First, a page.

Reply to  Steven M Mosher
September 28, 2022 7:05 pm

Are you always this anal? As has been explained to you, both observation and experiment can be used to confirm a theory.
All the observations match with the predictions made by tectonic theory.

James F. Evans
Reply to  David Middleton
September 29, 2022 9:27 am

Uh oh, deep water… (and admittedly a bit off topic).

I appreciate the schematic which shows the spreading rifts all over the world (plus there is one that circles the Antarctic continent).

Notice there is approximately 40,000 miles of spreading rifts.

(Okay, I didn’t “notice” it, I looked it up… you can, too.)

But so-called “subduction” zones can’t be identified from the schematic (I understand that is not the purpose of the schematic).

However, there is a physical necessity: if there are 40,000 miles of spreading rifts, there must be 40,000 miles of “subduction” zones to equal the amount of spreading in order to keep the size of the Earth constant.

Nobody has convincingly identified the 40,000 miles of “subduction” zones.

(Claims have been made that certain areas are so-called “subduction” zones, but, again, nobody that I’m aware of has convincingly with rigorous, scientific evidence demonstrated or identified 40, 000 miles of “subduction” zones.)

Thus, there is evidence the Earth grows. It is called expanding Earth hypothesis.

What is the Earth then? A geophysical, electromagnetic geode of immense size orbiting the Sun.

Like I said… deep water…

MarkW
Reply to  James F. Evans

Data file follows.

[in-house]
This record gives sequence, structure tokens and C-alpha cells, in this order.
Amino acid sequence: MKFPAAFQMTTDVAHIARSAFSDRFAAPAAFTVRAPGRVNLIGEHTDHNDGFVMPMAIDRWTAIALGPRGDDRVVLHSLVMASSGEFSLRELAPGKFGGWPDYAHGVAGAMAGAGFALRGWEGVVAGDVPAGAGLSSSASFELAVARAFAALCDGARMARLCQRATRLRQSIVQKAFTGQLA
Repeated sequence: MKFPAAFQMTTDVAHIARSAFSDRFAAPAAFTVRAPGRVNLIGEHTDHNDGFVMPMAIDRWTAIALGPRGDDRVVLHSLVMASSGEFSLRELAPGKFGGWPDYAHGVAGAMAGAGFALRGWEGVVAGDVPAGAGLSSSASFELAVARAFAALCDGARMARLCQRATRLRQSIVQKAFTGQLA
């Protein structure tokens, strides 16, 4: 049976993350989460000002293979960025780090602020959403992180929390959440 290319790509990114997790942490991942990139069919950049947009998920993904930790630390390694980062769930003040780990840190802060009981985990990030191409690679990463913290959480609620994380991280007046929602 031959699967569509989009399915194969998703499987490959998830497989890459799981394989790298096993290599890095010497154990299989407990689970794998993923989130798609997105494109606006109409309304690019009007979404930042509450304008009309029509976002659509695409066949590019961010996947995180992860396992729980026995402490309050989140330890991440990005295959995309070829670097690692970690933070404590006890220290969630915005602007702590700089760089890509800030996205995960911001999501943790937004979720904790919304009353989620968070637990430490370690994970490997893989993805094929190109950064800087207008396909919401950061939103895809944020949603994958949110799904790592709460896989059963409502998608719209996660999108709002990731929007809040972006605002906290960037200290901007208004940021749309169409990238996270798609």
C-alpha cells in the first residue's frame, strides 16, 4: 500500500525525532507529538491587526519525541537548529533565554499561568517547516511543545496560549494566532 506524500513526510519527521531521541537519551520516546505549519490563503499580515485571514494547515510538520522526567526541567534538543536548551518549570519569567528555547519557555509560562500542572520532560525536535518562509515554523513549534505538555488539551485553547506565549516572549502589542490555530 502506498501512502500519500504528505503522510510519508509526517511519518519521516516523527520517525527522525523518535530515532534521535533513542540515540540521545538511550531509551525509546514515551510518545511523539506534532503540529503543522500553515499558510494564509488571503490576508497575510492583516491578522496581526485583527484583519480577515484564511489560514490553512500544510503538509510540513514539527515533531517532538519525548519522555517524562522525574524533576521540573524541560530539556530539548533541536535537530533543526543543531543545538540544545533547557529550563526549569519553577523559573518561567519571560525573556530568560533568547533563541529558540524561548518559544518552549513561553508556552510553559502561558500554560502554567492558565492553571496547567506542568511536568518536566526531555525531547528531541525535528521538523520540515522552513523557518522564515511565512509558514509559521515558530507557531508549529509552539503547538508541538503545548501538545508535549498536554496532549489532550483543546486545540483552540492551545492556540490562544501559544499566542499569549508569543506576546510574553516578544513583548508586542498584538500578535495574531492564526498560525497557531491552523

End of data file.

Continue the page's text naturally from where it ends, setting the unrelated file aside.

September 29, 2022 4:57 pm

Why do you believe that there has to be an equal number of miles between subduction zones and spreading rifts? Oceanic plates can both compress by getting thicker or spread out and getting thinner.

There isn’t a shred of evidence to support the belief that the earth is expanding. Just as importantly there is no physically possible method by which the earth would be increasing in size. (Other than the continued addition of comets and asteroids, which while occurring is so small that it can be ignored, even on scales of billions of years.)

You seem to have a basic mis-understanding regarding the relationship between evidence and hypothesis.

The internal structure of the earth is well understood, and it looks nothing like a geode.

James F. Evans
Reply to  MarkW
September 29, 2022 7:04 pm

You’re entitled to your opinion.

However, in my opinion there is overwhelming evidence. But this little side-bar is not the place for that.

You make a bunch of declarative assertions, most of which are actually assumptions.

But I will take exception to your last statement.

The internal structure of the earth is well understood…”

The statement above is false. Unless you’ve been to the center of the Earth.

As far a the “geode” reference… no, I don’t believe the Earth is hollow or anything like that. The Earth takes in electrons and protons all the time, it’s called the solar wind, which is electromagnetic, plasma.

MarkW
Reply to  James F. Evans
September 29, 2022 6:09 pm